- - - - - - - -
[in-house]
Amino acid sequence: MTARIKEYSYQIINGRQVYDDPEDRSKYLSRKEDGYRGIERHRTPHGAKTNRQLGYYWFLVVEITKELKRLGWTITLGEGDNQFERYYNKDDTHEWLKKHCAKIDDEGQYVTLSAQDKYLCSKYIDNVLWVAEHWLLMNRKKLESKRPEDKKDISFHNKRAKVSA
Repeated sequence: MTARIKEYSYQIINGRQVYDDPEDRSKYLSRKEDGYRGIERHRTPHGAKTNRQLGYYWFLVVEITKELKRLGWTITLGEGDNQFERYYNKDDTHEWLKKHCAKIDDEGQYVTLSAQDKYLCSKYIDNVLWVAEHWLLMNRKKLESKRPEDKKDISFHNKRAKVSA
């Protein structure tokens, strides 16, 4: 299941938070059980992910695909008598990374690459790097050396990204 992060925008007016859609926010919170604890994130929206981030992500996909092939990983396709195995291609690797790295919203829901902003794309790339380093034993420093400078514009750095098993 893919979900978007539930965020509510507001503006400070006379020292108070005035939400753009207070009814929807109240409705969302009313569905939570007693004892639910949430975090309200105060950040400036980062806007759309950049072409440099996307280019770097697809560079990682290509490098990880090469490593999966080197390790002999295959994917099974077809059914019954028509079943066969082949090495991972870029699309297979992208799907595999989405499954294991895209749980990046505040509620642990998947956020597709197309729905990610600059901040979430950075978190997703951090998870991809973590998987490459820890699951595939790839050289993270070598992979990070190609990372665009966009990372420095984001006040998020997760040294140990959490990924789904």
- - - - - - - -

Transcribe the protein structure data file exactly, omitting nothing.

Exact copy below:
[in-house]
Amino acid sequence: MTARIKEYSYQIINGRQVYDDPEDRSKYLSRKEDGYRGIERHRTPHGAKTNRQLGYYWFLVVEITKELKRLGWTITLGEGDNQFERYYNKDDTHEWLKKHCAKIDDEGQYVTLSAQDKYLCSKYIDNVLWVAEHWLLMNRKKLESKRPEDKKDISFHNKRAKVSA
Repeated sequence: MTARIKEYSYQIINGRQVYDDPEDRSKYLSRKEDGYRGIERHRTPHGAKTNRQLGYYWFLVVEITKELKRLGWTITLGEGDNQFERYYNKDDTHEWLKKHCAKIDDEGQYVTLSAQDKYLCSKYIDNVLWVAEHWLLMNRKKLESKRPEDKKDISFHNKRAKVSA
């Protein structure tokens, strides 16, 4: 299941938070059980992910695909008598990374690459790097050396990204 992060925008007016859609926010919170604890994130929206981030992500996909092939990983396709195995291609690797790295919203829901902003794309790339380093034993420093400078514009750095098993 893919979900978007539930965020509510507001503006400070006379020292108070005035939400753009207070009814929807109240409705969302009313569905939570007693004892639910949430975090309200105060950040400036980062806007759309950049072409440099996307280019770097697809560079990682290509490098990880090469490593999966080197390790002999295959994917099974077809059914019954028509079943066969082949090495991972870029699309297979992208799907595999989405499954294991895209749980990046505040509620642990998947956020597709197309729905990610600059901040979430950075978190997703951090998870991809973590998987490459820890699951595939790839050289993270070598992979990070190609990372665009966009990372420095984001006040998020997760040294140990959490990924789904």